Displaying Images

The imview and implot functions are very similar. Both allow any abstract array of numbers to be rendered into an image or a Plots.jl image series. implot is largely a superset of imview because it also supports colorbars, tick marks, WCS grid lines, overplotting other data & shapes, and automatic axis and title naming (from the FITS header if available).


Any AbstractArray (including an AstroImage) can be displayed using imview. This function renders an arbitrary array into an array of RGBA values using a number of parameters. If the input is an AstroImage{<:Number}, an AstroImage{RGBA} will be returned that retains headers, WCS information, etc.

The defaults for the imview function are:

img = randn(50,50);
imview(img; clims=Percent(99.5), cmap=:magma, stretch=identity, contrast=1.0, bias=0.5)
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We can adjust the color limits explicitly:

imview(img; clims=(-1, 1))
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Or pass a function/callable object to calculate them for us:

imview(img; clims=Zscale())
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We can turn off the colormap and use it in grayscale mode:

imview(img; cmap=nothing)
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Pass any color scheme from ColorSchemes.jl:

imview(img; cmap=:ice)
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imview(img; cmap=:seaborn_rocket_gradient)
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Or an RGB or named color value:

imview(img; cmap="#F00")
imview(img; cmap="red")

Let's now switch to an astronomical image:

fname = download(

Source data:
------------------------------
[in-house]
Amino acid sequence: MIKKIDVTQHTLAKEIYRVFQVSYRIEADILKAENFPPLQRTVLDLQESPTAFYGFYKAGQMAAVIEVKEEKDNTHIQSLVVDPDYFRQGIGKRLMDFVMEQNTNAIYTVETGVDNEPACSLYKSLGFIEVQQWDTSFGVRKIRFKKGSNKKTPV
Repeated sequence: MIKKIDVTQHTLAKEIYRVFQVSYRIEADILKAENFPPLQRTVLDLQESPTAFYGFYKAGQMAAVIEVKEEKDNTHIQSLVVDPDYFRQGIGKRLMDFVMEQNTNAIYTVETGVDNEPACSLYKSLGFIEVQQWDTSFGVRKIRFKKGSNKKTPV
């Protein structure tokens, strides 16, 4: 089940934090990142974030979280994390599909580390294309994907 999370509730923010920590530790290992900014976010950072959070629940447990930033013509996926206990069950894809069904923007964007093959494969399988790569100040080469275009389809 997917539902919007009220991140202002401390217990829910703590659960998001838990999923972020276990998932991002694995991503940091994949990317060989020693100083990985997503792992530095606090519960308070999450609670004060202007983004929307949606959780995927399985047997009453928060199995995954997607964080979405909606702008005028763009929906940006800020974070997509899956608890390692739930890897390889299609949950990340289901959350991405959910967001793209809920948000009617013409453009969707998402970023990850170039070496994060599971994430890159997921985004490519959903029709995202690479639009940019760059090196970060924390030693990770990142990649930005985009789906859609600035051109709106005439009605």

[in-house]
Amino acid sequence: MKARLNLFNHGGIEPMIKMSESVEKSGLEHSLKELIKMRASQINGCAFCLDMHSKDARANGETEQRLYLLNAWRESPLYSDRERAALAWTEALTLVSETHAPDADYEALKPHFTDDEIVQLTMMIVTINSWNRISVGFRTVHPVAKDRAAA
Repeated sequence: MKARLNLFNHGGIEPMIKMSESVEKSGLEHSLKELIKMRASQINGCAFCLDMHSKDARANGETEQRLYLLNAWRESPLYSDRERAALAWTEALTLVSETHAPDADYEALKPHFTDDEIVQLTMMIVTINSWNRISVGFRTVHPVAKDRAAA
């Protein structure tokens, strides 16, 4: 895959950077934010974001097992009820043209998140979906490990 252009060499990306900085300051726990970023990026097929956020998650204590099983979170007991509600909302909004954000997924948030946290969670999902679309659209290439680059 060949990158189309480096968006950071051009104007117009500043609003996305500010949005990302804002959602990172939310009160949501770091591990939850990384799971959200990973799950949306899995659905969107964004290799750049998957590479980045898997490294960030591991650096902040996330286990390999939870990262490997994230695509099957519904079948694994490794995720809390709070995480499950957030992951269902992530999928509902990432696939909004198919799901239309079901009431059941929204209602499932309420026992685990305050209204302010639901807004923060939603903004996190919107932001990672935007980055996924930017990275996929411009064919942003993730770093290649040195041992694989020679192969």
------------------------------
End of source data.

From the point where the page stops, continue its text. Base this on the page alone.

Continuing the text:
eagle = AstroImage("eagle-656nmos.fits")
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We can apply a non-linear stretch like a log-scale, power-scale, or asinh stretch:

imview(eagle, stretch=asinhstretch)
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Once rendered, we can also tweak the bias and contrast:

imview(eagle, stretch=asinhstretch, contrast=1.5)
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imview(eagle, stretch=asinhstretch, contrast=1.5, bias=0.6)
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These are the parameters that change when you click and drag in some applications like DS9.

Once rendered via imview, the resulting image can be saved in traditional image formats like PNG, JPG, GIF, etc:

save("out.png", imview(eagle, cmap=:viridis))

Very large Images are automatically downscaled to ensure consistent performance using restrict from Images.jl. This function filters the data before downscaling to prevent aliasing, so it may take a moment for truly huge images. In these cases, a faster method that doesn't prevent aliasing would be imview(img[begin:10:end, begin:10:end]) or similar.

imview is called automatically on AstroImage{<:Number} when using a Julia environment with rich graphical IO capabilities (e.g. VSCode, Jupyter, Pluto, etc.). The defaults for this case can be modified using AstroImages.set_clims!(...), AstroImages.set_cmap!(...), and AstroImages.set_stretch!(...).

Note on Views

The function imview has its name because it produces a "view" into the image. The result from calling imview is an object that lazily maps data values into RGBA colors on the fly. This means that if you change the underlying data array, the view will update (the next time it is shown). If you have many data files to render, you may find it faster to create a single imview and then mutate the data in the underlying array. This is faster since imview only has to resolve colormaps and compute limits once.

For example:

data = randn(100,100)
iv = imview(data)
data[1:50,1:50] .= 0

iv will reflect the changes to data when it is displayed the second time.


implot is a Plots.jl recipe, which means before you can use it you first have to load Plots.jl:

using Plots

implot accepts all the arguments imview does for controlling how data is rendered to the screen:

implot(img; clims=Percent(99.5), cmap=:magma, stretch=identity, contrast=1.0, bias=0.5)
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For more on implot, including offset dimensions and world coordinates, see Dimensions and World Coordinates.